A threshold of lower preoperative mental health is associated with decreased achievement of comfort and capability benchmarks following rotator cuff repair: a retrospective cohort study

Brady P. Moore, David Z. Forrister, Jeremy S. Somerson

Research output: Contribution to journalArticlepeer-review

Abstract

Background: Preoperative biomedical patient characteristics are known to affect the time to achievement of clinically significant outcomes (CSOs) following arthroscopic rotator cuff repair (RCR). However, less is known about the association between preoperative mental status and the time to achievement of CSOs. We hypothesize that higher preoperative mental status is associated with faster achievement of CSOs following arthroscopic RCR. Methods: Patient-reported outcome measures (PROMs) were collected preoperatively and at postoperative intervals up to 2 years. PROMs included pain visual analog scale (VAS), American Shoulder and Elbow Surgeons Standardized Shoulder Assessment Form (ASES), Single Assessment Numeric Evaluation (SANE), and Veterans RAND 12-Item Health Survey (VR-12) scores. Threshold values for CSOs were obtained from previous literature. Mean time to achievement of CSOs was calculated using a Kaplan-Meier analysis. A Cox proportional hazards regression analysis was performed to identify preoperative variables associated with earlier achievement of CSOs. Results: Sixty-nine patients with an average age of 59 ± 8 years were included. Patients with higher preoperative mental status, as measured by VR-12 mental component summary (MCS), experienced significantly earlier substantial pain improvement postoperatively (P = .0471). Patients with higher preoperative mental status also achieved CSOs for physical health at earlier time points (P = .0187). Preoperative VR-12 MCS scores ≥ 40 were associated with earlier achievement of CSOs for pain (P = .0005) and physical health (P = .0015). Ninety-eight percent of patients with preoperative MCS scores ≥40 achieved acceptable pain relief at 4.5 months vs. 56% of all other patients at 12.3 months (P = .0001). Patients with preoperative MCS scores ≥40 experienced significantly faster improvement in physical health compared to patients with preoperative MCS scores <40 (P = .0006). Conclusions: Higher preoperative mental status, especially a preoperative MCS score ≥40, is associated with significantly faster improvement in pain and physical function following arthroscopic RCR. Nearly all patients (98%) with preoperative MCS score ≥40 achieved an acceptable state of pain relief compared with only 56% of patients with preoperative MCS score <40. These findings indicate that a holistic approach with equal consideration of preoperative mental health and rotator cuff pathophysiology is vital to the successful management of rotator cuff tendinopathy.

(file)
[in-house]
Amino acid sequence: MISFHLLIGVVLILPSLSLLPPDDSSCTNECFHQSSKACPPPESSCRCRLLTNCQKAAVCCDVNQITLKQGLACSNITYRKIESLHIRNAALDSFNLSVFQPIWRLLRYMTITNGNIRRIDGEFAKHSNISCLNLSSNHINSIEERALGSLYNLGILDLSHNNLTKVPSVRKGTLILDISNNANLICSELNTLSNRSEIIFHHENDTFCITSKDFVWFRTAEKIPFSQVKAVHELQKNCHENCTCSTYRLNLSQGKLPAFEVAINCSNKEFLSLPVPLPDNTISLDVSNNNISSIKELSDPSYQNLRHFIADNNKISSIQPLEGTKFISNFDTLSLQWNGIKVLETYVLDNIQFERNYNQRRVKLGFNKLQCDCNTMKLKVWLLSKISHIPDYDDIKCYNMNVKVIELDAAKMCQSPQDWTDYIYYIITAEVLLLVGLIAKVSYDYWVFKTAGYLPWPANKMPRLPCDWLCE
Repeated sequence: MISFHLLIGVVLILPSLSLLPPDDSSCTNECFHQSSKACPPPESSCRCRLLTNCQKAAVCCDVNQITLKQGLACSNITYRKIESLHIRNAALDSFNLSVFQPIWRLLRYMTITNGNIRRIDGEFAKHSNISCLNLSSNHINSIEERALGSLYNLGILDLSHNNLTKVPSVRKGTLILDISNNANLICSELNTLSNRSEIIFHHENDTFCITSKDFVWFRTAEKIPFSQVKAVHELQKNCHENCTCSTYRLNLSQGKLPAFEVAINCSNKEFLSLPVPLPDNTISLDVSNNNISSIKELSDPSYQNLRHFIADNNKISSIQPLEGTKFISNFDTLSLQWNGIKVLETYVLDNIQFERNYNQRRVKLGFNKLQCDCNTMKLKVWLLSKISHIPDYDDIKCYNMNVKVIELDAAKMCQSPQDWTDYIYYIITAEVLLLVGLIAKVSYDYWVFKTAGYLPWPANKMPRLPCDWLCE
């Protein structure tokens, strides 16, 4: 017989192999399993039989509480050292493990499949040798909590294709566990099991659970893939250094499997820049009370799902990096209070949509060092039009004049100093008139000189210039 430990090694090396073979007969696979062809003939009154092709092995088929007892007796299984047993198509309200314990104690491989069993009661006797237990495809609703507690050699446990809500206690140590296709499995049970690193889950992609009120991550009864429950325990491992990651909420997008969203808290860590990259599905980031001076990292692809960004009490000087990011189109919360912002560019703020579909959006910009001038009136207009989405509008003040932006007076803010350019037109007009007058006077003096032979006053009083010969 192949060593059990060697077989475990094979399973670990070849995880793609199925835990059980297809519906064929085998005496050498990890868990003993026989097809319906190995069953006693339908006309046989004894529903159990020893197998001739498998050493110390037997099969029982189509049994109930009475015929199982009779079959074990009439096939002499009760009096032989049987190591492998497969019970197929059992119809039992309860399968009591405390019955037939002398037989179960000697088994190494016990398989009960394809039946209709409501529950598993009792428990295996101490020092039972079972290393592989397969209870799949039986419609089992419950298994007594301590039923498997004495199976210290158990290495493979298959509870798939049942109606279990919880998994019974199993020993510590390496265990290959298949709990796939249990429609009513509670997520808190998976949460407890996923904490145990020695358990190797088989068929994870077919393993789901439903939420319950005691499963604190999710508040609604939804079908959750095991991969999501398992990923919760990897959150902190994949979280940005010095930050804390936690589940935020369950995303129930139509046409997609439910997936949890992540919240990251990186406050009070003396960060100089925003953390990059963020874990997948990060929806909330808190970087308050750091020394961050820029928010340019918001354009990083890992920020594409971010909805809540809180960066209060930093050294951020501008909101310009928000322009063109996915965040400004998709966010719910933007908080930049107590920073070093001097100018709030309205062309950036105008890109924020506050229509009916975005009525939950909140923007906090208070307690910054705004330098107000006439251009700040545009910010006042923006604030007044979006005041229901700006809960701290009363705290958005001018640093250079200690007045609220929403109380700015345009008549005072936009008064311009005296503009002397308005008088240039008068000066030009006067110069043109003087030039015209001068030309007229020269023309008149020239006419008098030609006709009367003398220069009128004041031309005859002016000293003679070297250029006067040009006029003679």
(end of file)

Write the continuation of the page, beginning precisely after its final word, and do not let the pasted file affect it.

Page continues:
Original languageEnglish (US)
JournalJournal of Shoulder and Elbow Surgery
DOIs
StateAccepted/In press - 2024

Keywords

  • Arthroscopy
  • Level III
  • mental health
  • pain
  • patient reported outcome measures
  • prognosis
  • Prognosis Study
  • Retrospective Cohort Comparison
  • rotator cuff injuries
  • shoulder

ASJC Scopus subject areas

  • Surgery
  • Orthopedics and Sports Medicine

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